Hong Kong's plan to add more car parks won't resolve shortage, exorbitant prices of spaces in near term analysts warn

By Martin Choi martin.choi@scmp.com / https://www.scmp.com/business/article/3095861/governments-plan-add-more-car-parks-wont-resolve-shortage-exorbitant?utm_medium=partner&utm_campaign=contentexchange&utm_source=EdgeProp&utm_content=3095861 | August 5, 2020 10:04 AM SGT
A government plan to increase the supply of car parking space in Hong Kong would do little to resolve the chronic shortage that supports their eye-watering prices in the near term, analysts said.
The new proposals include building new car parks on land designated for "government, institution or community" use or open space, and carrying out a review of parking provisions laid out in guidelines with a view to adding more spaces, according to the Transport Advisory Committee.
The government is pursuing a host of short and medium- to long-term measures to increase car parking spaces to catch up with market demand, it added.
The provision of parking bays in Hong Kong has lagged far behind the uptake of cars over the years, resulting in a huge imbalance between supply and demand. A parking space at The Center, an upmarket 73-storey office tower, changed hands last October for HK$7.6 million (US$969,000), making it the most expensive spot on earth to park a vehicle.
The proposed revisions of parking standards by the Transport Department would "increase the provision of private car parking spaces in future private and subsidised housing developments as well as the provision of commercial vehicle parking spaces in subsidised housing estates," it said in a July 28 statement.
However, analysts said the new government plans would take time to implement and would not bring about a drop in the famously exorbitant prices of parking bays in the short term.
"We expect that the new government plans will not result in a decline in prices in the short- to medium-term," said Dorothy Chow, senior director of valuation at JLL in Hong Kong.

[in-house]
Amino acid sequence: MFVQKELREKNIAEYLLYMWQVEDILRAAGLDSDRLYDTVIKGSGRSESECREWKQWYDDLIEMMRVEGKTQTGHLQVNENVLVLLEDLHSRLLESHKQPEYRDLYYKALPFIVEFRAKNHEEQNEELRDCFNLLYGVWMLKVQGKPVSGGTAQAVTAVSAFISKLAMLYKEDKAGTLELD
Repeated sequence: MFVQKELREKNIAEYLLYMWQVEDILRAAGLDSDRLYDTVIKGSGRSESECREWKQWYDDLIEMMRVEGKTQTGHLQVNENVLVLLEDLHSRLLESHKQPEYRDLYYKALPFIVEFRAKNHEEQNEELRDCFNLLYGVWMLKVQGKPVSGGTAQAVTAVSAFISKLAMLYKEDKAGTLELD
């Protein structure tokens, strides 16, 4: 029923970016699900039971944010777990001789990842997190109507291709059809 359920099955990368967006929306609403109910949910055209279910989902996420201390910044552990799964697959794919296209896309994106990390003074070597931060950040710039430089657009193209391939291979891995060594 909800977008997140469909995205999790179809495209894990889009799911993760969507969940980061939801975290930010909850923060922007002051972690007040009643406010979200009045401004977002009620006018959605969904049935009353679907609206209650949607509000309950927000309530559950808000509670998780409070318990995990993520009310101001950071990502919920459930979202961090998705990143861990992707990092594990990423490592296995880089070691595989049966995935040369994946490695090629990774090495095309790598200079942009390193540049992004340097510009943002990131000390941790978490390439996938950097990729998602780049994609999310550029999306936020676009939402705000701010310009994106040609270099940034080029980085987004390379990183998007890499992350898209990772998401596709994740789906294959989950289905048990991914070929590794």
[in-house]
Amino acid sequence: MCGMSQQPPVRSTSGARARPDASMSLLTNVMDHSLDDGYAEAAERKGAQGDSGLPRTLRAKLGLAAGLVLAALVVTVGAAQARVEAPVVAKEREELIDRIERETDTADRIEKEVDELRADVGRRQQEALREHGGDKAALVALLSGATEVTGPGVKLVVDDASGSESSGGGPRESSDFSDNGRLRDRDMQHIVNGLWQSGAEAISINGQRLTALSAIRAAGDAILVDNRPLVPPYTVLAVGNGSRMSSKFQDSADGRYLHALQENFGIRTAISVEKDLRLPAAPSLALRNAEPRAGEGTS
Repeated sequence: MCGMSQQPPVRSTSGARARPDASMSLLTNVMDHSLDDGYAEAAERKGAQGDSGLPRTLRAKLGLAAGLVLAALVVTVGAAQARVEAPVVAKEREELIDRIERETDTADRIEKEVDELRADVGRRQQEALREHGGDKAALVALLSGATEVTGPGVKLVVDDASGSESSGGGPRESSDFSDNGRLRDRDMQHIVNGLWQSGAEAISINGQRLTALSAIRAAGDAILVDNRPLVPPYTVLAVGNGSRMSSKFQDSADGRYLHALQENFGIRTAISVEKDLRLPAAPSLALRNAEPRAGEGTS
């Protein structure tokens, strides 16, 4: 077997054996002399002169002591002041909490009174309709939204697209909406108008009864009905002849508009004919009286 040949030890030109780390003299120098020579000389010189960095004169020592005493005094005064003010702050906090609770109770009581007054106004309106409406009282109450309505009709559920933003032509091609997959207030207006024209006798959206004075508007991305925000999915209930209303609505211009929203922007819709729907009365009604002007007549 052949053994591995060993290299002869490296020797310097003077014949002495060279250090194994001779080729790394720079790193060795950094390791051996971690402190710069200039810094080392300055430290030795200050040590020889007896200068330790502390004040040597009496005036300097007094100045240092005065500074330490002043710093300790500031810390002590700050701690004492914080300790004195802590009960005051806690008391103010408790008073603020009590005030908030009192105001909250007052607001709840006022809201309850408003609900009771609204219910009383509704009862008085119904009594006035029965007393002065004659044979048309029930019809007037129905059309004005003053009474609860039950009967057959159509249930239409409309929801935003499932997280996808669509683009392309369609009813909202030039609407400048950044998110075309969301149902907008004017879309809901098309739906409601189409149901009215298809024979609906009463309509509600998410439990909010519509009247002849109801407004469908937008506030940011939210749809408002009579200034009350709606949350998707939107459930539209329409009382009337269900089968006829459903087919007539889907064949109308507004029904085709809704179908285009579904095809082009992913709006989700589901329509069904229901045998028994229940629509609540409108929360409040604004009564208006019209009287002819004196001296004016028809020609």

"It usually takes some years for the government to formulate, implement and enforce its new policies. A lot of coordination work among government departments as well as studies for formulating the new standards would be needed.
"We believe, given the time to be taken for these studies and coordination within the government, the short- to medium-term shortage of car parking spaces could not be resolved."
According to statistics from the Transport Department compiled by JLL, the number of private vehicles, including vans, has grown 37 per cent from 457,000 in 2010 to 625,000 in 2020.
On the other hand, the number of parking spaces in the same decade has grown by only about 8 per cent, according to JLL.
"The fast-paced growth in the number of vehicles will continue outnumbering the increment of car parking space provision in the near future," said Chow.
The government had not specified the amount of new parking spaces to be added, nor the actual schedule for the plan to be implemented - more reasons to believe it will not ease prices in the short term, according to Wong Leung-sing, senior associate director of research at Centaline.
With the economy crippled by the Covid-19 outbreak, sales of residential parking bays in the first half of this year plunged 20 per cent to 1,920 transactions from the same period last year, the lowest level in 14 years, data from Centaline Property showed. The total value of parking spaces changing hands fell 31.4 per cent to HK$3.7 billion, a four-year low.
"Due to the impact of the pandemic, developers suspended sales of new properties and slowed the launch of first-hand parking spaces, leading to a significant drop in parking bay registrations," said Wong. "Sales of owned parking spaces have also been downbeat as a result of the coronavirus outbreak."
Second-hand parking bay sales in the first half of the year slumped 28 per cent to 1,300 transactions, from the same period last year, according to JLL.
"On the whole, the overall price of car parking spaces has been on a downward trend. Recently, the sales of car parking spaces [at a loss] in The Belcher's and Kingswood Villas are cases in point," said Anson Lam, manager of the valuation department at JLL in Hong Kong.
A parking bay at The Belcher's in Pok Fu Lam was recently sold for HK$2.8 million, a loss of HK$300,000. It was previously bought for HK$3.1 million back in October 2014.
In Tin Shui Wai's Kingswood Villa, a car parking space was recently sold for HK$1.22 million at a loss of HK$230,000. The previous owner bought it for HK$1.45 million back in 2018.
Car park prices in Hong Kong have outperformed the housing market over the last dozen years, as the city continues to struggle with tight land supply in an era of ultra-low interest rates.
This article originally appeared in the South China Morning Post (SCMP), the most authoritative voice reporting on China and Asia for more than a century. For more SCMP stories, please explore the SCMP app or visit the SCMP's Facebook and Twitter pages. Copyright © 2020 South China Morning Post Publishers Ltd. All rights reserved.
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